Wednesday, October 13, 2010
Books Read in 2010: "Being Digital" by Nicholas Negroponte
I first read this, I don't know, 13 or 14 years ago. There were a couple of things that I remembered about it, but only vaguely. I thought it might be interesting to read it again and see what has held up in the intervening years and what seems hopelessly naive in retrospect. However, I was mildly surprised by how far out the book DIDN'T seem. Negroponte wisely did not make hyper-specific predictions or lay them out on a timeline that would be too easy to nitpick. (No "...and the Age of the Jet Pack shall be ushered in on May 15, 1998...")
He liked to write about "digital butlers" and "agents" that would do our bidding, finding information that we would want while filtering out the data that we wouldn't have any interest in. What are those but things like RSS feeds and our TiVos, making suggestions based on our likes and dislikes? His "asynchronous broadcatching" as an alternative to synchronous broadcasting has taken form as radio shows downloaded in seconds as podcasts, or TV shows downloaded in a few minutes from iTunes.
There's a lot more, of course. He was sometimes a little too optimistic about the unfettered good that a digital future might bring. I took some notes while I was reading, and I may expand on this a little bit more later on. I'm still mulling over some thoughts, both about what Negroponte wrote and what can be predicted about the digital world in another 13 or 14 years.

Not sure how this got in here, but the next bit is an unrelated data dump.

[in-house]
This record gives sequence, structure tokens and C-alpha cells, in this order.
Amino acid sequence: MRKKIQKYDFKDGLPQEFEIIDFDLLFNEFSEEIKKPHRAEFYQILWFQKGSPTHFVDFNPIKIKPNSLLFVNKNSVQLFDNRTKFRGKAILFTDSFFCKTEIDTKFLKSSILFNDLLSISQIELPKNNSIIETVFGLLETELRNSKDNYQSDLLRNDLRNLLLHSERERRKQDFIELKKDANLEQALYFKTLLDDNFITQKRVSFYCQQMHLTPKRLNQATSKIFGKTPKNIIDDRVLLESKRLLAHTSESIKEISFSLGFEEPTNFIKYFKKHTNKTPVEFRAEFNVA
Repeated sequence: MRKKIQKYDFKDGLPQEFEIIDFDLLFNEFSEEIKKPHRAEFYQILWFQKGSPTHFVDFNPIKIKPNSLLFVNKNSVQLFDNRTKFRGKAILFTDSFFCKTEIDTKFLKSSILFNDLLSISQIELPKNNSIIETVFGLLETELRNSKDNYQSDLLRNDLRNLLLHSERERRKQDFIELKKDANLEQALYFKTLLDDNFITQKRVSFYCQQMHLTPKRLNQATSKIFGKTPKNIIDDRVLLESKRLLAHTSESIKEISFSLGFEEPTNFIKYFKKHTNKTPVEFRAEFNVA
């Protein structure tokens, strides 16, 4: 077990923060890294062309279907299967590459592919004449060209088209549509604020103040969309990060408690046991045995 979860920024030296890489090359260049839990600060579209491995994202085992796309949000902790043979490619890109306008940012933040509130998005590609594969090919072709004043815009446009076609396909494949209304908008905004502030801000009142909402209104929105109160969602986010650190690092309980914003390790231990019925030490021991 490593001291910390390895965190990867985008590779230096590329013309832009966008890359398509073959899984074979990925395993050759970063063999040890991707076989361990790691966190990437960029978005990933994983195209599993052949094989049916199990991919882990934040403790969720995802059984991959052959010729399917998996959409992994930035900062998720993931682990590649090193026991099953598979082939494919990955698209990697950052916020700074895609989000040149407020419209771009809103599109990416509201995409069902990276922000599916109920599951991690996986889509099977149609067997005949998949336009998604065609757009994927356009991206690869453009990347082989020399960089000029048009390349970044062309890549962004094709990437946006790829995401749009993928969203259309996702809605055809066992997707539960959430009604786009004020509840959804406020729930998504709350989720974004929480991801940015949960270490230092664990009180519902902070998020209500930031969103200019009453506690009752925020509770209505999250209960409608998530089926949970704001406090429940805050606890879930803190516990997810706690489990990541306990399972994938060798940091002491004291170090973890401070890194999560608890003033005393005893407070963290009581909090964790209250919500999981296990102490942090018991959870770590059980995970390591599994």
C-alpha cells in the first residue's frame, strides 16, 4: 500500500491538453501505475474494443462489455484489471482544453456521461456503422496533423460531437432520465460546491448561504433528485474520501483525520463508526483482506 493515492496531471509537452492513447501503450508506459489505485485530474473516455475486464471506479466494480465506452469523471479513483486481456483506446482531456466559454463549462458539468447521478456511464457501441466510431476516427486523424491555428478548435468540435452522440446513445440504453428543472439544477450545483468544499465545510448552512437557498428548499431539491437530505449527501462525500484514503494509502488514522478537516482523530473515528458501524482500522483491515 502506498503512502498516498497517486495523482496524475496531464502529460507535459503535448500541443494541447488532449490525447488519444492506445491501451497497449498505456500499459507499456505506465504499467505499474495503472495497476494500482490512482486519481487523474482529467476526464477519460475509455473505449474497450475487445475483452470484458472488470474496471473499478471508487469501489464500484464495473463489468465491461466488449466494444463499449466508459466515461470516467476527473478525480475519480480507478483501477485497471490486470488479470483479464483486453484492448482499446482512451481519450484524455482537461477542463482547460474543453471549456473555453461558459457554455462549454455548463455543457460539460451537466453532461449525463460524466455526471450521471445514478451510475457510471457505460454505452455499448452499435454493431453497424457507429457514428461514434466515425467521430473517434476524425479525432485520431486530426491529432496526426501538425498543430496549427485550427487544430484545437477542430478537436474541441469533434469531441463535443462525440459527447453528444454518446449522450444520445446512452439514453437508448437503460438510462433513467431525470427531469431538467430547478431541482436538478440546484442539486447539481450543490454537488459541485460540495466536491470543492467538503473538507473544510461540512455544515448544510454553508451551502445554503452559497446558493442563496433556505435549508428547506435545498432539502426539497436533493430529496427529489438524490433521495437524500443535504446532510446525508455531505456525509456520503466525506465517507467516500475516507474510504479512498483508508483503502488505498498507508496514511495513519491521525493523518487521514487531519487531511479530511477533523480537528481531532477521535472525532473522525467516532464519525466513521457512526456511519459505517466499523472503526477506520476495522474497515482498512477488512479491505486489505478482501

(Funny thing, though? I looked and could not find an ebook version of this title for sale anywhere. I re-read my old paper copy. And what's sobering about that is the fact that any electronic version I might have bought this in in 1996 would almost certainly be in a format indecipherable by now. Plus I found the damage pictured below, that was either done by the cat my room mate had at the time, or by the cat of the friend I remember lending the book to. (A post-it with his email address is still affixed inside the front cover. Gateway.net? Yikes!)
Comparable damage to a digital file would probably have rendered the whole thing useless. It's easy enough to read around the tears in an analog format, but any wonky bits in a digital file can just shut the whole thing down. Something that hasn't improved significantly.